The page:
Matthew Allen, (With input from Simon Bradley)


The World Economic Forum started life as the European Management Forum in 1971.

Formed by German-born businessman Professor Klaus Schwab, it was designed to connect European business leaders to their counterparts in the United States to find ways of boosting connections and solving problems.

It is a non-profit organisation with headquarters in Geneva and is funded by the varying subscription fees of its members.

The forum took its current name in 1987 as it broadened its horizons to provide a platform for finding solutions to international disputes. WEF claims to have helped calm disputes between Turkey and Greece, North and South Korea, East and West Germany and in South Africa during the apartheid regime.

WEF conducts detailed global and country specific reports and conducts other research for its members. It also hosts a number of annual meetings – the flagship being Davos at the beginning of each year.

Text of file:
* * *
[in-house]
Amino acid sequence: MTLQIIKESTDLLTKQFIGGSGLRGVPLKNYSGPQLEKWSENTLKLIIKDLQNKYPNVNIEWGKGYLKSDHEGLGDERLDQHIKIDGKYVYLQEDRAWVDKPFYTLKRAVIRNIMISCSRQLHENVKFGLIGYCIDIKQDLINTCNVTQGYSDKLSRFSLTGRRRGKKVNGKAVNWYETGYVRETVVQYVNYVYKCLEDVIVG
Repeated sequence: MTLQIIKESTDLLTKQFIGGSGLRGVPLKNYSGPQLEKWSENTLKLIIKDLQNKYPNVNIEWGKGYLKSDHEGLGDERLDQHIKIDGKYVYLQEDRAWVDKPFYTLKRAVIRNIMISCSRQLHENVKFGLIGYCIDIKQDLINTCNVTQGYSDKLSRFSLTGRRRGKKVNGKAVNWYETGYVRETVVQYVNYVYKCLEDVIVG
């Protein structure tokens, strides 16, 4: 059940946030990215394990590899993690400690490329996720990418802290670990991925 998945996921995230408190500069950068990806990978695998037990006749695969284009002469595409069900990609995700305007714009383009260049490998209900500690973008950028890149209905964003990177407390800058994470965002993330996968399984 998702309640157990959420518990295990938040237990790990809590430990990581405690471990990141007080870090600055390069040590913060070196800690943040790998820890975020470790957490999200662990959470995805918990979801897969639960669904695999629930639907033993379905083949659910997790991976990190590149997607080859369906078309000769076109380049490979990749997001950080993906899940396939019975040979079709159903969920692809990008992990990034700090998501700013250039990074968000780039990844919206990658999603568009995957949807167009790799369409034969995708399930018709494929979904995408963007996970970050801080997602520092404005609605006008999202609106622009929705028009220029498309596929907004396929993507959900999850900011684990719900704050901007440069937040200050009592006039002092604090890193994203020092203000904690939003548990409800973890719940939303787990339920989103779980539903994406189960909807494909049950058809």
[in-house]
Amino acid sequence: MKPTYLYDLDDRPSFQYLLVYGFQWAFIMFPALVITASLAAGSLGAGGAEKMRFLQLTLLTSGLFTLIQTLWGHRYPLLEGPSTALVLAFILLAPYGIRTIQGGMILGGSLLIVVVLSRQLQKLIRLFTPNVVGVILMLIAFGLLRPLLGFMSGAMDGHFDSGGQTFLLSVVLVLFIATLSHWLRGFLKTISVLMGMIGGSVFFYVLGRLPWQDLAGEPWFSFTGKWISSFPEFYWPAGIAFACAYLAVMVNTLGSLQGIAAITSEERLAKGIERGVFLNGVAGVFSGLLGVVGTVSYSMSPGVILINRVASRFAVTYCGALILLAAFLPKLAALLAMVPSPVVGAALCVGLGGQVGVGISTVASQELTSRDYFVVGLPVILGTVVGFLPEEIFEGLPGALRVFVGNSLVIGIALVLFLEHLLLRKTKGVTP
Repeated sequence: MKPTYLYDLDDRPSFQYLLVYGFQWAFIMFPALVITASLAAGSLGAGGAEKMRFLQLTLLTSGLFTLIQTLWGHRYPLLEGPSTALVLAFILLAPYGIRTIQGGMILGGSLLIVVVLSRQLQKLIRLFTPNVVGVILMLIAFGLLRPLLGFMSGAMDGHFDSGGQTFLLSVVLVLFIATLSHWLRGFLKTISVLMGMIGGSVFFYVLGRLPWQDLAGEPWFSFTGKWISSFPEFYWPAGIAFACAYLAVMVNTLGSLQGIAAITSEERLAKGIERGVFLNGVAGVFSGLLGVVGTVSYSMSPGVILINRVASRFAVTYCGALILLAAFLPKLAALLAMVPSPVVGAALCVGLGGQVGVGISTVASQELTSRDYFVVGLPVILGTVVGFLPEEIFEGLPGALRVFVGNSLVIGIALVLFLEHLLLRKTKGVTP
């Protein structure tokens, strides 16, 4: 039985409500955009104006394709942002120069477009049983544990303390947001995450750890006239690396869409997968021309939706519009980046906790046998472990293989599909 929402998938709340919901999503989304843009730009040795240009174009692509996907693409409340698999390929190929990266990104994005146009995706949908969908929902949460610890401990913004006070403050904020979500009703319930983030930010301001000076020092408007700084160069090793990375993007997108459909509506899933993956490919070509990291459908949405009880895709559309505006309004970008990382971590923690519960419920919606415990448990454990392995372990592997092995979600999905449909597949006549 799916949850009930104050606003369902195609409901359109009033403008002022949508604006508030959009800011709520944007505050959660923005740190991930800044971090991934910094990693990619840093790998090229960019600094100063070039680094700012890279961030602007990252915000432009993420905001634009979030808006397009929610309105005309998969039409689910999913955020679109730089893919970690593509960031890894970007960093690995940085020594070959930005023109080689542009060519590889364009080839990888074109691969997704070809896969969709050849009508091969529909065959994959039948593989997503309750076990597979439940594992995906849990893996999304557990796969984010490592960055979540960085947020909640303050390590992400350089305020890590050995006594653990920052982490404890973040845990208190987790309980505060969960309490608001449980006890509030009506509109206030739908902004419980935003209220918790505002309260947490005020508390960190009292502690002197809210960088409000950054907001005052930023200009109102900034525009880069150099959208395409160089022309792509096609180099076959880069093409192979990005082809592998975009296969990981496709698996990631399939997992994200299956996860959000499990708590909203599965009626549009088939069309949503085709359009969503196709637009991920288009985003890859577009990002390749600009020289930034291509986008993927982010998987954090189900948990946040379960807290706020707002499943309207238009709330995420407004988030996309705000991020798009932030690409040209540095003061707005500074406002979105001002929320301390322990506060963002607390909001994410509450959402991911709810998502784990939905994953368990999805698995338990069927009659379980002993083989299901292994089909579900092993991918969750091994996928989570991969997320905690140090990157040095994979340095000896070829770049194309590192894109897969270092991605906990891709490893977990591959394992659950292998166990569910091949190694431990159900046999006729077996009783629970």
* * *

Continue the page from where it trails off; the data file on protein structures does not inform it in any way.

In 2002, this meeting was moved to New York for a one-off change of venue to support the city following the 9/11 terrorist attacks of the previous year.

Davos has attracted a number of big names in the world of business, academia, politics and show business. These include: Nelson Mandela, Bill Clinton, Tony Blair, Bono, Angela Merkel, Bill Gates and Sharon Stone.

As the forum grew in size and status in the 1990s, it attracted rising criticism from anti-globalisation groups, complaining of elitism and self-interest among participants.

The 2010 Davos meeting will attract 2,500 delegates from 90 countries. It takes place from January 27-31.